The United States federal government is comprised of many different agencies and departments. Several of these are critical to cancer prevention and early detection advocacy. Learn more about a few of these entities below.
Agency for Healthcare Research and Quality (AHRQ)
AHRQ’s mission is to produce evidence to make health care safer, higher quality, more accessible, equitable, and affordable, and to work with the U.S. Department of Health and Human Services (HHS) and other partners to make sure that the evidence is understood and used.
AHRQ’s priority areas of focus are:
Centers for Disease Control and Prevention (CDC)
The CDC works to protect America from health, safety and security threats, both foreign and in the U.S. Whether diseases start at home or abroad, are chronic or acute, curable or preventable, human error or deliberate attack, CDC fights disease and supports communities and citizens to do the same.
The CDC increases the health security of our nation. As the nation’s health protection agency, the CDC saves lives and protects people from health threats. To accomplish their mission, the CDC conducts critical science and provides health information that protects our nation against expensive and dangerous health threats, and responds when these arise.
Centers for Medicare and Medicaid Services (CMS)
CMS covers 100 million people through Medicare, Medicaid, the Children’s Health Insurance Program and through the Health Insurance Marketplace. CMS aims to achieve a high quality health care system, as well as better care at lower costs and improved health.
Department of Agriculture (USDA)
The USDA provides leadership on food, agriculture, natural resources, rural development, nutrition, and related issues based on sound public policy, the best available science, and efficient management.
Department of Health and Human Services (HHS)
The mission of HHS is to help provide the building blocks that Americans need to live healthy, successful lives. HHS fulfills that mission every day by providing millions of children, families, and seniors with access to high-quality health care, by helping people find jobs and parents find affordable child care, by keeping the food on Americans’ shelves safe and infectious diseases at bay, and by pushing the boundaries of how we diagnose and treat disease.
HHS is the United States government’s principal agency for protecting the health of all Americans and providing essential human services, especially for those who are least able to help themselves.
Food and Drug Administration (FDA)
The FDA is an agency within the U.S. Department of Health and Human Services which is responsible for protecting the public health by assuring the safety, effectiveness, quality, and security of human and veterinary drugs, vaccines and other biological products, and medical devices. The FDA is also responsible for the safety and security of most of our nation’s food supply, all cosmetics, dietary supplements, and products that give off radiation. The FDA also regulates tobacco products and is tasked with advancing the public health by helping to speed product innovations.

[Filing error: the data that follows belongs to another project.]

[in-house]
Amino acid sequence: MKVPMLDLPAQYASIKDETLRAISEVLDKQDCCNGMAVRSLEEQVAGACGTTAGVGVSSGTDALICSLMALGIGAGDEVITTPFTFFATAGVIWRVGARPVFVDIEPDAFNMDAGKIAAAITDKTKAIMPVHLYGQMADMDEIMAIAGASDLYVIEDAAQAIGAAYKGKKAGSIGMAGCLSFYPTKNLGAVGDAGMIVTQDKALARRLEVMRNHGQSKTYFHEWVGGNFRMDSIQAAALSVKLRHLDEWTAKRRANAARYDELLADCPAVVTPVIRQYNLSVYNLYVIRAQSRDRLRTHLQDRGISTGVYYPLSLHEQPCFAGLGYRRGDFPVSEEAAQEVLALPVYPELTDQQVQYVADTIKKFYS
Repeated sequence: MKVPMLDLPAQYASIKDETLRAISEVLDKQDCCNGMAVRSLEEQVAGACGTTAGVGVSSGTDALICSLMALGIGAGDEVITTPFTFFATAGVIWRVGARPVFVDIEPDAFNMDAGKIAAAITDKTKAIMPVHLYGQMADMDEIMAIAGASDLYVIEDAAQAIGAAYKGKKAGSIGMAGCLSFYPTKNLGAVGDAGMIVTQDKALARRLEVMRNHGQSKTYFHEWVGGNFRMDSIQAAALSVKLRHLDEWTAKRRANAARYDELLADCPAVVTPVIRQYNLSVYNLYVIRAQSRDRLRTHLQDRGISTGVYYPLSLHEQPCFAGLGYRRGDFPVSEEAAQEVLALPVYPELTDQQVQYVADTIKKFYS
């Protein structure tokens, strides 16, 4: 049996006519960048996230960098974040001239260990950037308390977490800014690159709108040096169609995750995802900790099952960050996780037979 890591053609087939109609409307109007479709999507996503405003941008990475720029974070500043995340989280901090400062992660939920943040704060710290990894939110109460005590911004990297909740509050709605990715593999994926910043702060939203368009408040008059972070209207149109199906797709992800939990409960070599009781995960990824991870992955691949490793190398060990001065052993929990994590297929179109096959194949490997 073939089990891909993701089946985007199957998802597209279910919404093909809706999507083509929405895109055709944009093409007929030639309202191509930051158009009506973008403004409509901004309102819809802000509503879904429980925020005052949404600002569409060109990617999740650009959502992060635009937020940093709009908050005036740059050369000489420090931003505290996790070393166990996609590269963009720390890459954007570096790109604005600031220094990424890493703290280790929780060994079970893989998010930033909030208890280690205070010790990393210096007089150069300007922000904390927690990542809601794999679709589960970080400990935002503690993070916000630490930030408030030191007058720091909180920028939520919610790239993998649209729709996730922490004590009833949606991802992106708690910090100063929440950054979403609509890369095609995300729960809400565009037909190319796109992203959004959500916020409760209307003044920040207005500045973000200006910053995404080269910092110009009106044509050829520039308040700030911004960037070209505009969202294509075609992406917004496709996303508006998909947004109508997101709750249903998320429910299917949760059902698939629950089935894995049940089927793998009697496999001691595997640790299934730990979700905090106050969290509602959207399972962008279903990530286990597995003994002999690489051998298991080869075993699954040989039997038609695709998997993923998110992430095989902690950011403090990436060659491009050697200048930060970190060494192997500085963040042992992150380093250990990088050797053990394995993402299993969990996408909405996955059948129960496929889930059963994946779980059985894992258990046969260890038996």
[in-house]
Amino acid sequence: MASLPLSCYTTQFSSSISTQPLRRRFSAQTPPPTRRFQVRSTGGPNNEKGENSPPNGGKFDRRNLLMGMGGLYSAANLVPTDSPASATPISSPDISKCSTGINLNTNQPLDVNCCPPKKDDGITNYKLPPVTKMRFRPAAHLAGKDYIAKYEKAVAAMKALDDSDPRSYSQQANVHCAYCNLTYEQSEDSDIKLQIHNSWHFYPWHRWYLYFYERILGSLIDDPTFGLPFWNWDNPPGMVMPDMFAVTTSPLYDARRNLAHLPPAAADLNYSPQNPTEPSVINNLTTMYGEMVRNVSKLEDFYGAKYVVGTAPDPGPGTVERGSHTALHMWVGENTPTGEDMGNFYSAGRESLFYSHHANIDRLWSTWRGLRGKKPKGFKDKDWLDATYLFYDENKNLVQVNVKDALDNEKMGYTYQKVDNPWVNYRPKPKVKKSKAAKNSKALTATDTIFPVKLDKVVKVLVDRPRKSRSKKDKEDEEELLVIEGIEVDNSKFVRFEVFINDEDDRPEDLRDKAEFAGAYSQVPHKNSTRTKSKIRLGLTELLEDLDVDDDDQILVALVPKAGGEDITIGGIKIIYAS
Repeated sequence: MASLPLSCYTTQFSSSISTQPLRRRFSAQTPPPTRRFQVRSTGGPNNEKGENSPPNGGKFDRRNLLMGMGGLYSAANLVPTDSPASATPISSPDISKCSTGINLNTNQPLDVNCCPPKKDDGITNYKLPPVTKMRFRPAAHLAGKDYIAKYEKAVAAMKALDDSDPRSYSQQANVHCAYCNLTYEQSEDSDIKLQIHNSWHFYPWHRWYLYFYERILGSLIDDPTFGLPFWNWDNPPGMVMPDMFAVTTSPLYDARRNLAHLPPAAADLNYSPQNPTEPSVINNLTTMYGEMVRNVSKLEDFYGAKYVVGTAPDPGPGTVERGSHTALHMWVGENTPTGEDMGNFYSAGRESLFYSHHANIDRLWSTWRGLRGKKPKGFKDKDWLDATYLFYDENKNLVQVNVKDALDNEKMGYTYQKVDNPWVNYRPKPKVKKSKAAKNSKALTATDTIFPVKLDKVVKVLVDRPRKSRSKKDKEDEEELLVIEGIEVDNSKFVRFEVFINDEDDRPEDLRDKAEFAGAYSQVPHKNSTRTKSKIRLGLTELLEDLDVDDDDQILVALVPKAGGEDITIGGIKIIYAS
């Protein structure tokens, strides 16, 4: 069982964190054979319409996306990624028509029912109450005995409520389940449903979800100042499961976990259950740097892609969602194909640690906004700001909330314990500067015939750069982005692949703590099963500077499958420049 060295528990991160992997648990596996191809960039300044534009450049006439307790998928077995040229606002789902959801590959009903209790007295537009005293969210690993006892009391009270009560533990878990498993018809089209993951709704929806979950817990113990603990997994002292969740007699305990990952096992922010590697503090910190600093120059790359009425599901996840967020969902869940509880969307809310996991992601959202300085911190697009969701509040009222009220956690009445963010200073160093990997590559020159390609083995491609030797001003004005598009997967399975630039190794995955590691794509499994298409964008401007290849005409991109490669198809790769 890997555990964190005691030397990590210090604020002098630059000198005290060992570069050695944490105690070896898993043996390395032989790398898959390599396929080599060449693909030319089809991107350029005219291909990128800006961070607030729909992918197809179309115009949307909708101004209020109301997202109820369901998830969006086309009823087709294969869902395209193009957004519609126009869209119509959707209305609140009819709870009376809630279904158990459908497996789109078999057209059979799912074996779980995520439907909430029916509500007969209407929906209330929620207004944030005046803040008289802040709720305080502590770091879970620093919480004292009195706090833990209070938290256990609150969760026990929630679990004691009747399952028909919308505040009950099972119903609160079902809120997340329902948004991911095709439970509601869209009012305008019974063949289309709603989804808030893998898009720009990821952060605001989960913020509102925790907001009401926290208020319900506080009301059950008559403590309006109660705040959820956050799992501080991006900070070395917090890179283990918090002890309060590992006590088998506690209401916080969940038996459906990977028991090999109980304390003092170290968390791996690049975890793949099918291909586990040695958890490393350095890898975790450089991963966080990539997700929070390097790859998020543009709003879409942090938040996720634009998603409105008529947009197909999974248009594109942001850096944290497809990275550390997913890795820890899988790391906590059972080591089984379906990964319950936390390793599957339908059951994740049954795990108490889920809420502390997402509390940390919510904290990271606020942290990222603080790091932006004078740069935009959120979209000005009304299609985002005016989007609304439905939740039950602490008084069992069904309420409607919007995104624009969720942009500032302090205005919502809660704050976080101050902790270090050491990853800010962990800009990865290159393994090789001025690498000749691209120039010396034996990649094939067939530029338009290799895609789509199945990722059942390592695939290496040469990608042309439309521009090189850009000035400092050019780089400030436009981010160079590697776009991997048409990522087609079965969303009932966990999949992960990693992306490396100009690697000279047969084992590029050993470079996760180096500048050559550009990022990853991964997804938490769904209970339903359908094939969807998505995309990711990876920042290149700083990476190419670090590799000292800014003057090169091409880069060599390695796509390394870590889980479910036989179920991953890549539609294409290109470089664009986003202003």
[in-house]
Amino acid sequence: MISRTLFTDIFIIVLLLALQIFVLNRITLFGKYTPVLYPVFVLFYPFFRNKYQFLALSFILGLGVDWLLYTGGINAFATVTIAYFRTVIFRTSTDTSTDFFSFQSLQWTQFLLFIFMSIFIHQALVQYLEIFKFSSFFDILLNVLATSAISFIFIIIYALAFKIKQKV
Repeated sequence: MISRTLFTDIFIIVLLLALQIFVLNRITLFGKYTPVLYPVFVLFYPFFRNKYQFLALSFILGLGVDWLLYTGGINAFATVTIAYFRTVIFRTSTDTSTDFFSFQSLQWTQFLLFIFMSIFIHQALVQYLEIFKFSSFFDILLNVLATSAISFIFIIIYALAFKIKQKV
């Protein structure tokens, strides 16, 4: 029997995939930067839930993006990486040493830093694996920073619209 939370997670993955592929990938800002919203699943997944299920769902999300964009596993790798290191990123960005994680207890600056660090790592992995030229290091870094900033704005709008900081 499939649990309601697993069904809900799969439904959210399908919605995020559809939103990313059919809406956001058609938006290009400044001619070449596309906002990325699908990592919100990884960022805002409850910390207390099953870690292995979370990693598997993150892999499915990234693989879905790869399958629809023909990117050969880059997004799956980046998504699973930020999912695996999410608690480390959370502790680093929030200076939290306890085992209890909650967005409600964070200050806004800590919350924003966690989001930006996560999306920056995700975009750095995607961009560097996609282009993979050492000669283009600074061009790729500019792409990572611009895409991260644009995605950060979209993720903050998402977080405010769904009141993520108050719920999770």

Health Resources and Services Administration (HRSA)
HRSA, an agency of HHS, is the primary Federal agency for improving access to health care by strengthening the health care workforce, building healthy communities and achieving health equity. HRSA’s programs provide health care to people who are geographically isolated, economically or medically vulnerable. This includes people living with HIV/AIDS, pregnant women, mothers, and their families and those in need of high quality primary health care. HRSA also supports the training of health professionals, the distribution of providers to areas where they are needed most and improvements in health care delivery.
HRSA oversees organ, bone marrow and cord blood donation. It compensates individuals harmed by vaccination, and maintains databases that protect against health care malpractice, waste, fraud and abuse.
National Cancer Institute (NCI)
The National Cancer Institute (NCI) is part of the National Institutes of Health (NIH), which is one of 11 agencies that compose the Department of Health and Human Services (HHS). The NCI, established under the National Cancer Institute Act of 1937, is the federal government’s principal agency for cancer research and training. The National Cancer Act of 1971 broadened the scope and responsibilities of the NCI and created the National Cancer Program. Over the years, legislative amendments have maintained the NCI authorities and responsibilities and added new information dissemination mandates as well as a requirement to assess the incorporation of state-of-the-art cancer treatments into clinical practice.
NCI coordinates the National Cancer Program, which conducts and supports research, training, health information dissemination, and other programs with respect to the cause, diagnosis, prevention, and treatment of cancer, rehabilitation from cancer, and the continuing care of cancer patients and the families of cancer patients.
National Institutes of Health (NIH)
The National Institutes of Health (NIH), a part of HHS, is the nation’s medical research agency—making important discoveries that improve health and save lives. Thanks in large part to NIH-funded medical research, Americans today are living longer and healthier. Life expectancy in the United States has jumped from 47 years in 1900 to 78 years as reported in 2009, and disability in people over age 65 has dropped dramatically in the past 3 decades. In recent years, nationwide rates of new diagnoses and deaths from all cancers combined have fallen significantly.
For a full list of government departments and agencies, visit http://www.usa.gov/directory/federal/